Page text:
Putin was unable to extricate himself from the Donbas region of Ukraine — with its Russian-speaking majority — without the risk of losing the support of Russian nationalists. This is one of the factors that caused him to invade Ukraine in February 2022.

Navalny’s appeal

While initially quite far right on the political spectrum, Navalny became more moderate over time. Nevertheless, his vision for Russia did not always align with western ideals.

Navalny believed Crimea should not automatically be returned to Ukraine following Russia’s 2014 annexation, for example. This is consistent with nationalist arguments that Crimea is part of Russia. Furthermore, while Navalny’s views on immigration evolved, they were still tinged with populism.

Navalny understood his appeal to Russians, and how dangerous it was to Putin, very well. In 2020, Navalny was transported to Berlin for medical treatment after being poisoned with the Novichok nerve agent. Novichok, it should be noted, has been used frequently against Russian dissidents.

Before returning to Russia to continue challenging Putin, Navalny released a video in case he died while in custody.

In it, he told the Russian people: “If they decide to kill me, it means that we are incredibly strong. We need to utilise this power to not give up and to realise that we are a huge power that is being oppressed by these bad dudes. We don’t realise how strong we actually are.”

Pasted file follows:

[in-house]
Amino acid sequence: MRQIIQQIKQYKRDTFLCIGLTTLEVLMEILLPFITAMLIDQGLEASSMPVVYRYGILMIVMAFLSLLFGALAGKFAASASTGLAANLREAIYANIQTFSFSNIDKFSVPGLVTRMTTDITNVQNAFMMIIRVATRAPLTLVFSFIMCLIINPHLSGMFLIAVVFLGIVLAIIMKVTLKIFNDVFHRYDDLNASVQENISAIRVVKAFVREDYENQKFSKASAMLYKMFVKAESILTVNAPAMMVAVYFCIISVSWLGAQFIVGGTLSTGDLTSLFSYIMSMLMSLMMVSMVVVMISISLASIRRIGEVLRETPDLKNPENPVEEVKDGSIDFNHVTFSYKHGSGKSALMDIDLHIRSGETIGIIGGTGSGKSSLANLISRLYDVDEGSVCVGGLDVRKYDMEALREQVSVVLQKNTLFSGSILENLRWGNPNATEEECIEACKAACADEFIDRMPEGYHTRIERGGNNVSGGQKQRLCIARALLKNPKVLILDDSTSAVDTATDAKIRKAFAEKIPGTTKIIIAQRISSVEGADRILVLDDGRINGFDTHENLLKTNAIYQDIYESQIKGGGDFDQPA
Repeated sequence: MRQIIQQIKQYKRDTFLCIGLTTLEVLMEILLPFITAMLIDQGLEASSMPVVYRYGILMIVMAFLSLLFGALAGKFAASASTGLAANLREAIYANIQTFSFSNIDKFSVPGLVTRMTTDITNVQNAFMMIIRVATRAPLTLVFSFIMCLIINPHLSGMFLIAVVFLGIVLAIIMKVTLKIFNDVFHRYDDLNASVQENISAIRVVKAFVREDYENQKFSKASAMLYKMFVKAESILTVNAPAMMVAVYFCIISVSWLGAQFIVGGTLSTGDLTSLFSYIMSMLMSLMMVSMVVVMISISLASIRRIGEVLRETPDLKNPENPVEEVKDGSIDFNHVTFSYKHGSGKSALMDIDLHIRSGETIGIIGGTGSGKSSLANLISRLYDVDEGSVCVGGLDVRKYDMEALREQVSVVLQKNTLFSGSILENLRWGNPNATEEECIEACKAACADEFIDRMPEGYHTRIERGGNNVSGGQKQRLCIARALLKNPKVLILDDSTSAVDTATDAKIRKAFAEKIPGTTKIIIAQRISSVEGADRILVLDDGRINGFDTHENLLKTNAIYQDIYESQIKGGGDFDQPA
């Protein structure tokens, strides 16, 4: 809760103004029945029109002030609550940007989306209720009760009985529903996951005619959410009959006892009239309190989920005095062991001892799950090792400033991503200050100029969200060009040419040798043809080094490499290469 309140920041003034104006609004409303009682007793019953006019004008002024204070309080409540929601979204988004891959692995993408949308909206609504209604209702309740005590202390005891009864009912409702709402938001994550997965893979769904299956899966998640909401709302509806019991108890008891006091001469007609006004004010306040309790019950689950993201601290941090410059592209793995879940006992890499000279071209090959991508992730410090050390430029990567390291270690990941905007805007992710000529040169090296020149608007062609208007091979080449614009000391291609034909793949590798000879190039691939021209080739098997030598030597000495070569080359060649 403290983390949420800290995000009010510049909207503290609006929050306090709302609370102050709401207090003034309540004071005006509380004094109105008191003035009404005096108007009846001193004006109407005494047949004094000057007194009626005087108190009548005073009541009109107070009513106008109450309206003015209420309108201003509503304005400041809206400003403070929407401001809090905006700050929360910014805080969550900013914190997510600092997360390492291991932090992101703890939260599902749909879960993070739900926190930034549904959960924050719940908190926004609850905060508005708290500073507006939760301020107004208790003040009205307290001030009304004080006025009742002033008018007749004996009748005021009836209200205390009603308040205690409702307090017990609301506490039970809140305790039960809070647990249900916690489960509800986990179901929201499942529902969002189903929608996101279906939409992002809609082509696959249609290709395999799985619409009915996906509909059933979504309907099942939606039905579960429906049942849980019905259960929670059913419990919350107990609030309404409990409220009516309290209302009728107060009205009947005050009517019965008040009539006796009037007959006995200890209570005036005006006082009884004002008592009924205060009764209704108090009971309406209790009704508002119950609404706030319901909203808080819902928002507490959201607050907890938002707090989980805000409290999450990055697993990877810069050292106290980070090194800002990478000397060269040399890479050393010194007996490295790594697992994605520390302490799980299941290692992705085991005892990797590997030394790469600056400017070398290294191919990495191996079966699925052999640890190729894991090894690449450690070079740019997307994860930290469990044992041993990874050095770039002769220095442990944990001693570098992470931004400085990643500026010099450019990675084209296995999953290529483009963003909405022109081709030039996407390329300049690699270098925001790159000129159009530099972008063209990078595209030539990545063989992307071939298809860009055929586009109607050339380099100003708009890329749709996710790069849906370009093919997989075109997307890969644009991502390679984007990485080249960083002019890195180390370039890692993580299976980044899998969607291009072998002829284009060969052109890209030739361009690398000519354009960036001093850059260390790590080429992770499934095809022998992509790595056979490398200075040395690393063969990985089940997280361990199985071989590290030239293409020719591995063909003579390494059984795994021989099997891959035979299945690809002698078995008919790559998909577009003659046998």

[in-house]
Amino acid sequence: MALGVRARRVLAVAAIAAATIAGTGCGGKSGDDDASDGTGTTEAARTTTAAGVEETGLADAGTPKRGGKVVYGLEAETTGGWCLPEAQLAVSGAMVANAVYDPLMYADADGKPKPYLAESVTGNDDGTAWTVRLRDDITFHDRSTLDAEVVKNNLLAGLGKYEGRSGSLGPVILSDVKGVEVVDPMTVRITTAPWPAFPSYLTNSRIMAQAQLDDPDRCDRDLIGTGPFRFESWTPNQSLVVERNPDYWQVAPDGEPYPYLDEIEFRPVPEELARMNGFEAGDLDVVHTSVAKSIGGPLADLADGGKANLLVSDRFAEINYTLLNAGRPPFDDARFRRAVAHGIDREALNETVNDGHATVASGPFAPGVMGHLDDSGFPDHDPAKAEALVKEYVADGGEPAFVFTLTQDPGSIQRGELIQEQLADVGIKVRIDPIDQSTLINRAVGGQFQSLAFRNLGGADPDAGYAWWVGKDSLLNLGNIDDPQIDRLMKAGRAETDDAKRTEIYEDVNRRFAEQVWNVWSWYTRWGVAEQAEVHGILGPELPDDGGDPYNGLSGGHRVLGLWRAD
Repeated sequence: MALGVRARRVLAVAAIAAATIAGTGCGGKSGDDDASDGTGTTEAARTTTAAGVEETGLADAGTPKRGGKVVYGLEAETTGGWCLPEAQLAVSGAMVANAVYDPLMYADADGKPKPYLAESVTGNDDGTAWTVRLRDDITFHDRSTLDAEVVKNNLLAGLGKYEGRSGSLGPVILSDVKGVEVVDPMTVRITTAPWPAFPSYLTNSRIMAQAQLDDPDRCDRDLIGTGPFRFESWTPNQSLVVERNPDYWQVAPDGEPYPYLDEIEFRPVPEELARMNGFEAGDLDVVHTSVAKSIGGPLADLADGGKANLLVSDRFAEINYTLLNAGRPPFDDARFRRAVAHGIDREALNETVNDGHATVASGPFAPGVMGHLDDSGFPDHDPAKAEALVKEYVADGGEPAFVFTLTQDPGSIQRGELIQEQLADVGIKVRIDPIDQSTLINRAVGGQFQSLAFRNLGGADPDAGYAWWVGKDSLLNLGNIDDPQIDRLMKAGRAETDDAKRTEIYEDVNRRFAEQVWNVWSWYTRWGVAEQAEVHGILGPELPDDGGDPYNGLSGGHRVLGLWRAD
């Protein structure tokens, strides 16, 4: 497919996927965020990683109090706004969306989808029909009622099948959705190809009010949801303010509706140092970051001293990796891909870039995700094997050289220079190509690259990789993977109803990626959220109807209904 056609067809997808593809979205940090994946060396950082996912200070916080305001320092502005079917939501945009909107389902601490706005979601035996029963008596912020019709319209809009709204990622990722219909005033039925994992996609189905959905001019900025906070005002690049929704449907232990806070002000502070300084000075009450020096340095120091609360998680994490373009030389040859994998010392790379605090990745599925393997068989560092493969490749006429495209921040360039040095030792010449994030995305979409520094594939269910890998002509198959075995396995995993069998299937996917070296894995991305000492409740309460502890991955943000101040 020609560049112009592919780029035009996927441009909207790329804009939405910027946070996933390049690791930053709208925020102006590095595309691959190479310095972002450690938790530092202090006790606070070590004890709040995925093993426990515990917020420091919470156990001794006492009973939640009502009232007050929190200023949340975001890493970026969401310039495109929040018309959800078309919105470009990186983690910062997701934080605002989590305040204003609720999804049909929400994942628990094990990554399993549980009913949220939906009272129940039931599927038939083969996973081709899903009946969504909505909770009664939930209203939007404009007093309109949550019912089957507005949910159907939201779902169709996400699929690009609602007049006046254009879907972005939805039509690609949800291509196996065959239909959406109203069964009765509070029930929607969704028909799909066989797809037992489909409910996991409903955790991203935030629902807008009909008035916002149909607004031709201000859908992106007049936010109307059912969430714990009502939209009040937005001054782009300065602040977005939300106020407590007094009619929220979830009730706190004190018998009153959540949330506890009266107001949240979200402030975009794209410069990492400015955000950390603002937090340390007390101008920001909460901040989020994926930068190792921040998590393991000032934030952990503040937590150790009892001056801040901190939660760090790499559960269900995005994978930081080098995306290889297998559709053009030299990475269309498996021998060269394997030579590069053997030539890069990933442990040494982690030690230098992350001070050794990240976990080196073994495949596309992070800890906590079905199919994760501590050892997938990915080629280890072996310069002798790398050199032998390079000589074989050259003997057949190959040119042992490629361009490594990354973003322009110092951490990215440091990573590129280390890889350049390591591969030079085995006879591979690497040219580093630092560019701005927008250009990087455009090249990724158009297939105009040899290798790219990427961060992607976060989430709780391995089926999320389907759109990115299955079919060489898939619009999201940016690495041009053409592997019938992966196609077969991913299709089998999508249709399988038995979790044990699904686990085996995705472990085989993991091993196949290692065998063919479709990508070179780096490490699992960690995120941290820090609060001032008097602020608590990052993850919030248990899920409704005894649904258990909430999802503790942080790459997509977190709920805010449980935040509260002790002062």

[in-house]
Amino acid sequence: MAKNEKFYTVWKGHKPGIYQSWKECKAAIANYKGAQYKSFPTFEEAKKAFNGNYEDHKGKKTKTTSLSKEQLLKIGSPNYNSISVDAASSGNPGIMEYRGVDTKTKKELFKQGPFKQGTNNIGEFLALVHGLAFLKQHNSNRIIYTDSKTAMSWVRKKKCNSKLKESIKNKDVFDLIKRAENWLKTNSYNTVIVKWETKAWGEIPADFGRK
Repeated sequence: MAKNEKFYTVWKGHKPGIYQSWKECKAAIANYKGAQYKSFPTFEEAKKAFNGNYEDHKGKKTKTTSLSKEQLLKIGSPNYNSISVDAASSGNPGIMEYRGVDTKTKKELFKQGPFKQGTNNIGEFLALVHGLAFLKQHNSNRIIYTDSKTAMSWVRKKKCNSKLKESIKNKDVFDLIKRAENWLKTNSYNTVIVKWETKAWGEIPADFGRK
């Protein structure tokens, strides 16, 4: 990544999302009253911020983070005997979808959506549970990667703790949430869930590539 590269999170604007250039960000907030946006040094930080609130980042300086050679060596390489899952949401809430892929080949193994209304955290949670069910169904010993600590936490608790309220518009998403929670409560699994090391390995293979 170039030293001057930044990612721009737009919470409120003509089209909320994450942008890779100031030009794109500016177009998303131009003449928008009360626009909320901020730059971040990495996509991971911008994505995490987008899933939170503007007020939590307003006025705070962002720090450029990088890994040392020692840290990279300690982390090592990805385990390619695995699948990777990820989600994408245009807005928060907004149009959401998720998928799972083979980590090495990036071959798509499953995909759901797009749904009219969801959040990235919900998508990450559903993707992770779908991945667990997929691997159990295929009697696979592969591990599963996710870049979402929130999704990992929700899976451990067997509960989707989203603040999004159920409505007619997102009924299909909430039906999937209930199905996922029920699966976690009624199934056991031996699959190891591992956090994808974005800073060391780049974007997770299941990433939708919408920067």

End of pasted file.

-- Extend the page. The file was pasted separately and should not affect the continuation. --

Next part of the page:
Damaging Navalny’s legacy

The West, by championing Navalny, risks diminishing his legacy as a champion of the Russian people due to prevalent anti-western sentiment within Russia.

For years, Putin refused to mention Navalny by name. The Russian leader’s supporters and government, however, were not so circumspect. The Kremlin, in fact, went so far as to accuse Navalny of being a CIA agent.

The world leaders who have expressed the most outrage after Navalny’s death are western: Biden, French President Emmanuel Macron, British Prime Minister Rishi Sunak and others.

The contrast between these statements and those by Brazilian President Luiz Inácio Lula da Silva and China’s state media are stark. Neither statement condemned Putin for Navalny’s death.

Regardless of the validity of their noncommittal stances, these leaders have helped the Kremlin further link Navalny to the West.

Navalny displayed great personal courage in his convictions by returning to Russia, knowing he would almost certainly face repression and imprisonment.

People like Navalny’s wife, Yulia Navalnaya — not western leaders — are best placed to carry on the fight for Russia’s future. But they’ll only succeed if Navalny’s cause isn’t seen by Russian nationalists as being anchored to western ideals.The Conversation

James Horncastle, Assistant Professor and Edward and Emily McWhinney Professor in International Relations, Simon Fraser University and Jack Adam MacLennan, Associate Professor of International Relations and National Security Studies and Graduate Program Director for National Security Studies, Park University. This article is republished from The Conversation under a Creative Commons licence